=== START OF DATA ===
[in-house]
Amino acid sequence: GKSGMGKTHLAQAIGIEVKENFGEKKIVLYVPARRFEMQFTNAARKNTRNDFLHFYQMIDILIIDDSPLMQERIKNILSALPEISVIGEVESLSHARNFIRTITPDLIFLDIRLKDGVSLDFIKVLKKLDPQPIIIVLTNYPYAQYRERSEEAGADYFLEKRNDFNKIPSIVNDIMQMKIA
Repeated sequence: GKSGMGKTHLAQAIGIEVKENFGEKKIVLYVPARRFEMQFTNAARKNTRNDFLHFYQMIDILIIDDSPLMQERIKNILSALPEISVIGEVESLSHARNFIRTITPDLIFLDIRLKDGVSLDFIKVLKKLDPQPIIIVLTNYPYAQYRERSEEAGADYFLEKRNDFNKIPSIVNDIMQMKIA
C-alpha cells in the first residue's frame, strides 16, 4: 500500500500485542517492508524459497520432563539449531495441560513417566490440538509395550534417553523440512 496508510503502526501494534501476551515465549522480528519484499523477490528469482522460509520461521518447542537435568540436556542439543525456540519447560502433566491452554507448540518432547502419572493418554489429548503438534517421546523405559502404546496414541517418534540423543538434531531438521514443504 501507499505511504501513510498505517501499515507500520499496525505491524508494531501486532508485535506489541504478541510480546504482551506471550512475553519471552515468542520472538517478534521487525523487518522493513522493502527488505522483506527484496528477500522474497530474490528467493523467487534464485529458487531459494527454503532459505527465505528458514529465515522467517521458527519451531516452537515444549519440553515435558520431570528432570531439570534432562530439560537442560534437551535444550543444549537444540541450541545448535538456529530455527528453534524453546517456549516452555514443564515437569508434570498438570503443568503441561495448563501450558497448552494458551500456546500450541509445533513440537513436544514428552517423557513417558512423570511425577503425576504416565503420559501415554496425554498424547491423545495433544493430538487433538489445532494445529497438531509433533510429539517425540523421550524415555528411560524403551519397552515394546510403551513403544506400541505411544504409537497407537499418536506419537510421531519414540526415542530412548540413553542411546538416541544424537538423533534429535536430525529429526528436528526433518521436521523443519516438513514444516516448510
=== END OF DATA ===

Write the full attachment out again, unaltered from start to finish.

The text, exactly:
[in-house]
Amino acid sequence: GKSGMGKTHLAQAIGIEVKENFGEKKIVLYVPARRFEMQFTNAARKNTRNDFLHFYQMIDILIIDDSPLMQERIKNILSALPEISVIGEVESLSHARNFIRTITPDLIFLDIRLKDGVSLDFIKVLKKLDPQPIIIVLTNYPYAQYRERSEEAGADYFLEKRNDFNKIPSIVNDIMQMKIA
Repeated sequence: GKSGMGKTHLAQAIGIEVKENFGEKKIVLYVPARRFEMQFTNAARKNTRNDFLHFYQMIDILIIDDSPLMQERIKNILSALPEISVIGEVESLSHARNFIRTITPDLIFLDIRLKDGVSLDFIKVLKKLDPQPIIIVLTNYPYAQYRERSEEAGADYFLEKRNDFNKIPSIVNDIMQMKIA
C-alpha cells in the first residue's frame, strides 16, 4: 500500500500485542517492508524459497520432563539449531495441560513417566490440538509395550534417553523440512 496508510503502526501494534501476551515465549522480528519484499523477490528469482522460509520461521518447542537435568540436556542439543525456540519447560502433566491452554507448540518432547502419572493418554489429548503438534517421546523405559502404546496414541517418534540423543538434531531438521514443504 501507499505511504501513510498505517501499515507500520499496525505491524508494531501486532508485535506489541504478541510480546504482551506471550512475553519471552515468542520472538517478534521487525523487518522493513522493502527488505522483506527484496528477500522474497530474490528467493523467487534464485529458487531459494527454503532459505527465505528458514529465515522467517521458527519451531516452537515444549519440553515435558520431570528432570531439570534432562530439560537442560534437551535444550543444549537444540541450541545448535538456529530455527528453534524453546517456549516452555514443564515437569508434570498438570503443568503441561495448563501450558497448552494458551500456546500450541509445533513440537513436544514428552517423557513417558512423570511425577503425576504416565503420559501415554496425554498424547491423545495433544493430538487433538489445532494445529497438531509433533510429539517425540523421550524415555528411560524403551519397552515394546510403551513403544506400541505411544504409537497407537499418536506419537510421531519414540526415542530412548540413553542411546538416541544424537538423533534429535536430525529429526528436528526433518521436521523443519516438513514444516516448510